Daniel Hoelbling-Inzko talks about programming

Virtual member call in constructor and NHibernate

Posted by Daniel Hölbling on November 7, 2008

As you may have noticed, I’ve been doing some NHibernate work lately and really had a great time with this absolutely amazing ORM. Especially now that Microsoft abandoned Linq to SQL I really feel good about having made the step towards NHibernate.

Yesterday was one of those tricky days when something breaks and you have no clue why.

I have a table called “Orders” and there are “OrderItems”.


By writing the tests upfront, I found out that I’d like to be able to just say Repository.Add(Order) instead of persisting the Order and afterwards looping through the OrderItems and persisting them too.

To achieve this I changed the mapping to something like this:

<set name="OrderItems" cascade="all">
  <key column="OrderId" />
  <one-to-many class="OrderItem"/>

The cascade=all statement is what I searched for initially. When the order gets persisted, all OrderItems in the collection get persisted too, and everything is well.

But, since my POCO object looks like this:

public class Order
    public virtual long Id { get; set; }
    public virtual ISet<OrderItem> OrderItems { get; set; }

I got NullReferenceException whenever I tried to access OrderItems on new Order objects. And I thought, hey.. kinda sucks newing up the collection in my business layer, why not init it in it’s constructor:

    public Order()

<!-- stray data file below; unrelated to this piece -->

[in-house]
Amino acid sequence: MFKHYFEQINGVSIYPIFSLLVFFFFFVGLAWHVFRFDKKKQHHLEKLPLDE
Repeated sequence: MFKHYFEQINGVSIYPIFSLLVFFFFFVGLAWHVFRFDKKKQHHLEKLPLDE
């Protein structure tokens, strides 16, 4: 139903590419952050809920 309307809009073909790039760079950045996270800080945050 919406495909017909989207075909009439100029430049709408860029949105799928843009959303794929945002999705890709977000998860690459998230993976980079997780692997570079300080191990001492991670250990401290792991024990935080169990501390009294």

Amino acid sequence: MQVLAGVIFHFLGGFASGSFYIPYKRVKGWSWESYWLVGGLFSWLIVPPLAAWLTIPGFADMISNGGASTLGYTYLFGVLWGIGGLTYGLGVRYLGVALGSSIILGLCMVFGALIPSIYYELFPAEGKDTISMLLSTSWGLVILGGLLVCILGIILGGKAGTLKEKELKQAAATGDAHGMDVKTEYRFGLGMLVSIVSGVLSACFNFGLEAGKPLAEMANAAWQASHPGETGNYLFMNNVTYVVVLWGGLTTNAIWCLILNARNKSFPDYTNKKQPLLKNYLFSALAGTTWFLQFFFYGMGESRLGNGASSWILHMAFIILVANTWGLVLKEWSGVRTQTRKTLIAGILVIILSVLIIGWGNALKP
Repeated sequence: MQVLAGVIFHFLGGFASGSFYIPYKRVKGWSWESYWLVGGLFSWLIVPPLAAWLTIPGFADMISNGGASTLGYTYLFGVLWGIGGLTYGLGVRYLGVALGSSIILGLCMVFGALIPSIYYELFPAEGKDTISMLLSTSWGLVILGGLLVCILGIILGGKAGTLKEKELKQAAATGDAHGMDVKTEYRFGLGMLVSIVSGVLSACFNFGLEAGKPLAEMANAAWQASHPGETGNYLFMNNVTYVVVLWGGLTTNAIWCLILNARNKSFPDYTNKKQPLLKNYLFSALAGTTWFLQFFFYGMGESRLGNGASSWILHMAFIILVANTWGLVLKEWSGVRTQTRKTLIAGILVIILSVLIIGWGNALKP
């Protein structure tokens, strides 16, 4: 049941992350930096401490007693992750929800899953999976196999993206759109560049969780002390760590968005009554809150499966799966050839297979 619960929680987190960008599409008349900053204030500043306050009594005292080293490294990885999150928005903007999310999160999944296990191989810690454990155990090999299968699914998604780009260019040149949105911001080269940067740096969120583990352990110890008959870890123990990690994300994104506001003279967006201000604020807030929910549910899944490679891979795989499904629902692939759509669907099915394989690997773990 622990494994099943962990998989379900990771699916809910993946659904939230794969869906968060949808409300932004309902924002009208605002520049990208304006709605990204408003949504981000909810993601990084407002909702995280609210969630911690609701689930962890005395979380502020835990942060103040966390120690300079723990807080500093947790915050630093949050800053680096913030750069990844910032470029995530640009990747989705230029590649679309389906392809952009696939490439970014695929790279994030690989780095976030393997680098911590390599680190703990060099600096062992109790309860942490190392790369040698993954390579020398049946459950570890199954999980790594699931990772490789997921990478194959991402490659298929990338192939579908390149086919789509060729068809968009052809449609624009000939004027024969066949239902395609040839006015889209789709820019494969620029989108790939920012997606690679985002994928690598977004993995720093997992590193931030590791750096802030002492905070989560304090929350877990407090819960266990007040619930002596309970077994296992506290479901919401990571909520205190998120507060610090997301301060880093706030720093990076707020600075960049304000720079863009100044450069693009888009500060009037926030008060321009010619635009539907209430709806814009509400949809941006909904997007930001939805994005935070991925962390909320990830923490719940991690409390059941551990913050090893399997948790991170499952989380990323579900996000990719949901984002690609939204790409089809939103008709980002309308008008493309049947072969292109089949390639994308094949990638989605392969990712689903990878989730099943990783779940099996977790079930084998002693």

OrderItems = new HashedSet<OrderItem>();

So I could just do Order.OrderItems.Add(OrderItem) without having to instantiate a HashedSet anywhere.
I got a bit cautious when Visual Studio underlined OrderItems and made the cryptic announcement: “Virtual member call in constructor”.

Totally unaware of what this means, I just went on and ran my tests.

Imagine my face when almost all my tests failed due to an omnious nHibernateException:

NHibernate.HibernateException: Illegal attempt to associate a collection with two open sessions

I didn’t figure this out until today, but it had to do with the “Virtual member call in constructor” warning. I discovered this post by Brad Abrams that explains the topic.

Looks like if you set the collection in the constructor of the POCO object NHibernate will break with the above Exception.
Solution to avoid this? Init the collection from calling-code instead of within the object.

What would have helped the issue would be to not have concrete POCO objects but rather use interfaces instead of virtual members (Read Fabio Maulo’s post entity-name in action: Entity Abstraction on that topic).

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